Thursday, June 27, 2013

My Ongoing and Desperate Search for Discipline

by Jackie King

Discipline is something that I must strive for each day. This admirable character trait doesn't come naturally to me. Sitting or lying quietly, my head in the clouds, making up stories; comes naturally. I have always had imaginary friends and enemies living inside my imagination.

No matter how far back I look (and I can remember back to about the age of two) this was my entertainment. We had no TV, nor even a radio. No one had television, and we were too poor to afford a radio. We borrowed books from the library, but owned none of our own. I told myself stories each morning as I awakened and each night as I dozed off. This was my normal.

Later I realized that if I wrote these stories down on paper, edited them carefully, then I could earn money. But the writing down on paper (or keying them into a computer) is a process that requires discipline. And discipline, as I told you in my last post, isn’t a natural inclination for me. But it’s a very necessary quality for any writer who wants to earn a living.

When I first quit my day job (also called retirement), I worked out a system to brainwash myself into writing first thing in the morning. I was already accustomed to putting on my makeup and going to work. Figuring that, like Pavlov’s dog, I was already conditioned by this routine; I continued to put on my war-paint, sit down before my computer, and key in the stories.

This worked very well until (after 40 years in the same house) I decided it was time to move. The motivating factor: If I didn’t have to cook, wash dishes, clean, and see about the upkeep of my 4-bedroom house, I’d have more time to play with my imaginary friends.

At least that was the plan.

Alas, as every writer knows, even the dullest of life’s tasks can become a siren song, luring a girl away from her keyboard. Address have to be changed, pictures cry to be hung on white walls, untidy drawers seem to become an urgent task. Even to even to a woman with a vast tolerance for dust bunnies, such temptations arise.

This could be called Writer’s Block, but that would be a lie. It’s nothing but a pure lack of self-discipline.

I may be a slacker, but I try not to lie…at least not to myself.

So in my ongoing struggle for discipline, I have decided to use my posts to record my progress. If anyone in cyberland feels a kinship to this sort of problem, whatever it is that you struggle with on a daily basis, I’d like to know about your stumbling block. Doesn't matter if it's exercising, dieting, controlling your temper, let's work together. Perhaps we can start a sort of Discipline-Challenged Anonymous.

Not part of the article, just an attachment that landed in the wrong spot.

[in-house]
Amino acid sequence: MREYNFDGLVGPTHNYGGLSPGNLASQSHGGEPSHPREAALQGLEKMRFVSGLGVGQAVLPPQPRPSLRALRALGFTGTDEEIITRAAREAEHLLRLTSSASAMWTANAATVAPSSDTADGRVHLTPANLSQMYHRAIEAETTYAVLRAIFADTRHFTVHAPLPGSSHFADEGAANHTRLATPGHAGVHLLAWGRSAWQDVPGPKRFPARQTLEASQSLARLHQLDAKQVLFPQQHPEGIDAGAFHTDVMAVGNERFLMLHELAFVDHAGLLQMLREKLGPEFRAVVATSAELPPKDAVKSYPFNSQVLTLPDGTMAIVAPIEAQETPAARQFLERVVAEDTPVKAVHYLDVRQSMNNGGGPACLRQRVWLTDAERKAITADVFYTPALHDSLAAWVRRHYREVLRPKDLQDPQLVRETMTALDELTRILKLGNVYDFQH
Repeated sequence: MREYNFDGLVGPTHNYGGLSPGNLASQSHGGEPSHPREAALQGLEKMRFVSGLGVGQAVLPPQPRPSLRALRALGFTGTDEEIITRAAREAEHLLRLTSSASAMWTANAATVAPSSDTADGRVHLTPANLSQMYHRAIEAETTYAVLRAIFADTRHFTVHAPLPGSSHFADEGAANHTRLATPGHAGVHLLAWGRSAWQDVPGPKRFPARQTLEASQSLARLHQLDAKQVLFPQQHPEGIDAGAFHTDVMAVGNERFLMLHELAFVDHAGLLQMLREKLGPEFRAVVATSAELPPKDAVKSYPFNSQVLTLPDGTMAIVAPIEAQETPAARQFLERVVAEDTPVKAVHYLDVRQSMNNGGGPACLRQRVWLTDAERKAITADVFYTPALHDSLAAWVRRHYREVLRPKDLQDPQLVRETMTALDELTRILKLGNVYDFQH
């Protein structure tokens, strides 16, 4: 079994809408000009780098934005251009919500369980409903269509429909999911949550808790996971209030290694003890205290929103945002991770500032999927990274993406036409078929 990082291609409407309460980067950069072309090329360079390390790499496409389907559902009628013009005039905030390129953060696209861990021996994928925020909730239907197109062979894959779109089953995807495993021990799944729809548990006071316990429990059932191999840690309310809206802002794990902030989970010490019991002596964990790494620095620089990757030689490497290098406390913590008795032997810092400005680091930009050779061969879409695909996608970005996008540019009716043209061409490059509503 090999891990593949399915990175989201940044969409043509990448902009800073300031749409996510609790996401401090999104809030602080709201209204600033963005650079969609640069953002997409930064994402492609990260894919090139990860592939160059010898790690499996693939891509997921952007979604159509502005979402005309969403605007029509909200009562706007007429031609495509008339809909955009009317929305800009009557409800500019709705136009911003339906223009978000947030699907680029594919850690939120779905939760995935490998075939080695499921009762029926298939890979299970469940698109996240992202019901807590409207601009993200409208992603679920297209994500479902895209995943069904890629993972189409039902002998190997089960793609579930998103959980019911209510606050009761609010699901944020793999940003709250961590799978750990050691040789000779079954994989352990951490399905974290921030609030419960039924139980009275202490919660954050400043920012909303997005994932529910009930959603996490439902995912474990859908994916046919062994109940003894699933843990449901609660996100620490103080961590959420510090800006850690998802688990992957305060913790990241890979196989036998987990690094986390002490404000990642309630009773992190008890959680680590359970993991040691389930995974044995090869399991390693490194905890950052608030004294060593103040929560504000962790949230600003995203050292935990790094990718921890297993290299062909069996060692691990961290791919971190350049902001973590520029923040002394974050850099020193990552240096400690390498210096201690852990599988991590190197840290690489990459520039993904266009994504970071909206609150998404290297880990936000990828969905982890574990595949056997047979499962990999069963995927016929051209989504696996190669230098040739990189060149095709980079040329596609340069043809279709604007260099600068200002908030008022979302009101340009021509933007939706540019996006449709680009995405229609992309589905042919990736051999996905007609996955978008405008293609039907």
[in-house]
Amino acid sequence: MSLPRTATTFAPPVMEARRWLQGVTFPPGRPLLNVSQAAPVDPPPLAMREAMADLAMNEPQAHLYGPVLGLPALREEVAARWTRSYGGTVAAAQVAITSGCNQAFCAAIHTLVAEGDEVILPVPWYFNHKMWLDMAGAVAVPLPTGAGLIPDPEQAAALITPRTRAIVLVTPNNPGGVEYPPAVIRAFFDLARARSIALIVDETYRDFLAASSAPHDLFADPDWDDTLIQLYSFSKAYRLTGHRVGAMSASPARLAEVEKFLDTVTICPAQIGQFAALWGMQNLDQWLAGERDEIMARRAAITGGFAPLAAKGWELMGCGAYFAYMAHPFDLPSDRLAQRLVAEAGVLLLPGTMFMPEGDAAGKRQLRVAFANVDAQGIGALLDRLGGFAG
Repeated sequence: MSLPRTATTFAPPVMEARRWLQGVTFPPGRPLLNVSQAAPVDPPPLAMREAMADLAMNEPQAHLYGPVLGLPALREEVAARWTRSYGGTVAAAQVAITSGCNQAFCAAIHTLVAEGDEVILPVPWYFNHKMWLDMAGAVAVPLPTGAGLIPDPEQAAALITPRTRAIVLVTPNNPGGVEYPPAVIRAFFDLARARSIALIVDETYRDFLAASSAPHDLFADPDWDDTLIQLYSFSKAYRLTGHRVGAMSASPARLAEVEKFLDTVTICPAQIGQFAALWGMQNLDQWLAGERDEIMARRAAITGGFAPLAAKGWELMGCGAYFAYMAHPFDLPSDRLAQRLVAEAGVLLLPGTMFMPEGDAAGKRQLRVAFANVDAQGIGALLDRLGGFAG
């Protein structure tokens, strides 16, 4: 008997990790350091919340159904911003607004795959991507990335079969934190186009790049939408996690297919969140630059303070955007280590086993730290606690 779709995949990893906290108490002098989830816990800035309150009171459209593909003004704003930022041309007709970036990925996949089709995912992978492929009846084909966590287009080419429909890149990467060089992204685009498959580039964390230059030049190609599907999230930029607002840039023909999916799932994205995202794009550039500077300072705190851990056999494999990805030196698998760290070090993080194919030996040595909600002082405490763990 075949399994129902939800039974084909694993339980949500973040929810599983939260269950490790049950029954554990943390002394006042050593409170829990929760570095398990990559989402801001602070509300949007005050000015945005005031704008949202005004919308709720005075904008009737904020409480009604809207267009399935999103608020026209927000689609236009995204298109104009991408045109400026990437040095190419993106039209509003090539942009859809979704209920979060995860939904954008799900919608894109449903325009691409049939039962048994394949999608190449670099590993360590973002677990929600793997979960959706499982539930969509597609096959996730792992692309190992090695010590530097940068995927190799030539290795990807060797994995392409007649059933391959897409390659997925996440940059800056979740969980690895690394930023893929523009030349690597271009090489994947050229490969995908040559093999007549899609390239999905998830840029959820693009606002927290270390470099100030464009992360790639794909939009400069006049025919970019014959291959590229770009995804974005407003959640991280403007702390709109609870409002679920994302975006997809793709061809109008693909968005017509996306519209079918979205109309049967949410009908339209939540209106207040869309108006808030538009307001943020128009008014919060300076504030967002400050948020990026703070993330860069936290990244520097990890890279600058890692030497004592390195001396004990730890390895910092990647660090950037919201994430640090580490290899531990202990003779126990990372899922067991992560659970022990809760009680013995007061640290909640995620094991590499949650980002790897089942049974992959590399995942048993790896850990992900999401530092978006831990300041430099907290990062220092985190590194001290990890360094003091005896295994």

Let me know what you struggle with on a daily basis and your progress. I want to know that I’m not the Lone Ranger here in Okie Land.




Marilyn said...

Jackie, I go through the same sort of thing fairly often, but I consider it more a matter of disruption than discipline. When my schedule gets changed by babysitting the grandson, doctors' appointments, illnesses, taxes (ugh!) or whatever, I have a really tough time getting back in the flow. I have to relearn or restructure my routine, and it takes me a while to settle in again.

When I'm trying to do that, I reward myself: if I write 5 pages, I can play mahjong; if I write 7 pages, I can watch TV for an hour or go out for dinner. Whatever I can bribe myself with.

Oh, lord, I sound like such a child. ;-)

Jean Henry Mead said...

I have the same problem. Jackie. I sit down early in the morning at the computer, but I first check my sales, answer email and comment on blog sites before the urge to write strikes me. I nearly forgot, I have a blog post to write for tomorrow.

Jackie King said...

Marilyn, Thanks for sharing this with us. I've always considered you the perfect writer. And here you are, human like the rest of us.

I'll try the reward system and see how that works for me.

Jackie King said...

Hi Jean, I guess that different things work for different people. I try to write before I do anything else. Otherwise, I exhaust my energy before I finish with the internet.

You produce a new book very often, and I'm delighted that you have learned a method that works for you. I'm determined that I will do the same before much longer.
Hugs to you, too,